In 1863, Dr Dyke was appointed as the first permanent Medical Officer of Health to the Merthyr Tydfil Board of Health, a position he retained until his death, the Board of Health being replaced by the Merthyr Tydfil Urban Council in 1894.

In 1876 the Hospital for Sick Children was founded in Bridge Street, and Dr Dyke was put in charge of the medical care there. The Hospital for Sick Children would grow and eventually become the General Hospital in 1888.

Dr Dyke’s services were recognised when he was appointed High Constable of Caerphilly Higher (which covered Merthyr at the time) in 1876 and 1877; and in 1886 he was appointed as a Justice of the Peace of Glamorganshire.

The above facts do not give justice to the immense service he provided to Merthyr. Throughout his life Dr Dyke fought to improve medical and sanitary conditions in the town, and as Medical Officer to the Board of Health, he used his influence to facilitate many of these improvements. Through the auspices of the Board of Health, Merthyr received a reliable and clean water supply in 1861, and between 1865 and 1868 a system of new sewers was built in the town leading to a new sewage farm ensuring that very little sewage was deposited directly into the River Taff.

Thomas Dyke died peacefully in his sleep on 20 January 1900. In his obituary in the South Wales Daily News on 22 January 1990 was written:

“He was closely identified with Merthyr and all its works for the greater part of a century. The public came to recognise him as one who did something to the benefit of the community at large. No man did better life saving work in South Wales”.

The 1849 Cholera Outbreak

In 1849 a deadly outbreak of cholera hit Merthyr Tydfil resulting in hundreds of deaths.

The summer of 1849 was a long, hot one, in which drought conditions prevailed. This caused many normal supplies of fresh water to dry up, and forced people to use much less safe sources of water. In cities and towns this often meant using water from sources which were seriously contaminated, like rivers and canals. Conditions were therefore just right for the serious spread of cholera. The 1849 outbreak began in Edinburgh in October of 1848, having arrived there from a German port. This outbreak would cause over 53,000 deaths in England and Wales. It reached Wales in May of 1849, the first outbreak occurring in Cardiff.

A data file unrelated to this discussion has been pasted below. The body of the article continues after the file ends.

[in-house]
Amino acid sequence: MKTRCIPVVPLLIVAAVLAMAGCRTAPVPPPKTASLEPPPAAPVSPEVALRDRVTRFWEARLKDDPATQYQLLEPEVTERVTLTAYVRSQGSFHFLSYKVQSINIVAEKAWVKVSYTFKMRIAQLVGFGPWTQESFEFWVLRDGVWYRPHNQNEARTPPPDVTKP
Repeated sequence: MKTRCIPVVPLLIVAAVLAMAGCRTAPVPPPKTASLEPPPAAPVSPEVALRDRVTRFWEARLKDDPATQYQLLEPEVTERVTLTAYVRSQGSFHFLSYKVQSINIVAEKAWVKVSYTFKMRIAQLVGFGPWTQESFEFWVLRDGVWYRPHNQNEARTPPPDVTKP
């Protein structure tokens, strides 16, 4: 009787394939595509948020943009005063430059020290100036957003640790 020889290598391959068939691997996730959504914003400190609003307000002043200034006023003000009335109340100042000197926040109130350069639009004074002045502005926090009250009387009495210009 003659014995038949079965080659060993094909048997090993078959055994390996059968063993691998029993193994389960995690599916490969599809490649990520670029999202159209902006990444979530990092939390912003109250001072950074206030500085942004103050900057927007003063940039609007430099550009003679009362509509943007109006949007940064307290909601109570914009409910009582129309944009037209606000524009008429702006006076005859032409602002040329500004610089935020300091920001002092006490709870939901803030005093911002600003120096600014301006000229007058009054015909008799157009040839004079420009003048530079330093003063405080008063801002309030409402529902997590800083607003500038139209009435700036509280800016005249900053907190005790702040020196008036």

Lady Charlotte Guest wrote in her diary on 31 May: ‘There is great alarm at Cardiff about the cholera, which has broken out there with great violence.’

Meanwhile, The Cardiff and Merthyr Guardian began reporting the outbreak shortly after this, and gave advice to the people of the district how to deal with the outbreak:

‘THE STRICTEST CLEANLINESS SHOULD BE MAINTAINED – in person and in habitation – and having done all that can be done to effect this object two should calmly proceed with our usual occupations, placing firm reliance in the merciful providence of an All-wise deity. The circumstances in which we are placed should induce caution, but not nervous agitation or faithless misgivings. In the year 1832, when the cholera committed sad havoc in Swansea, a little boy told his mother that he had discovered an effectual remedy for the complaint in the 91st Psalm – a portion of scripture which we commend to the perusal of our readers.’

 In late May, cholera appeared in Merthyr. A four year old child caught the disease, and by the end of the month, six people had died. On 7 June, 22 deaths were reported in Merthyr and the same number two days later. In the following month, 349 deaths were reported.

On 31 July, Lady Charlotte Guest wrote in her diary: ‘I am sorry to say the accounts of the cholera at Dowlais are fearfully bad. They are beyond anything I could have imagined, sometimes upward of twenty people dying in one day, and eight men constantly employed in making coffins …one of our Infant School Mistresses is dead. One of the medical assistants sent down from London is dying, and the whole place seems in a most lamentable state.’


In July, 539 people died in Merthyr, and in August, the death toll reached an average of 36 a day. The infection continued to rage in the town until November when the winter rains helped to dispel the conditions in which the cholera thrived. At the end of the epidemic, Merthyr had experienced the second highest death toll in England and Wales (second only to Hull), with 1,682 having succumbed to the disease.

St Tydfil’s Hospital and the Cholera Cemetery courtesy of Old Merthyr Tydfil (

If you have any information you would like to share, please leave a comment to the left or email me at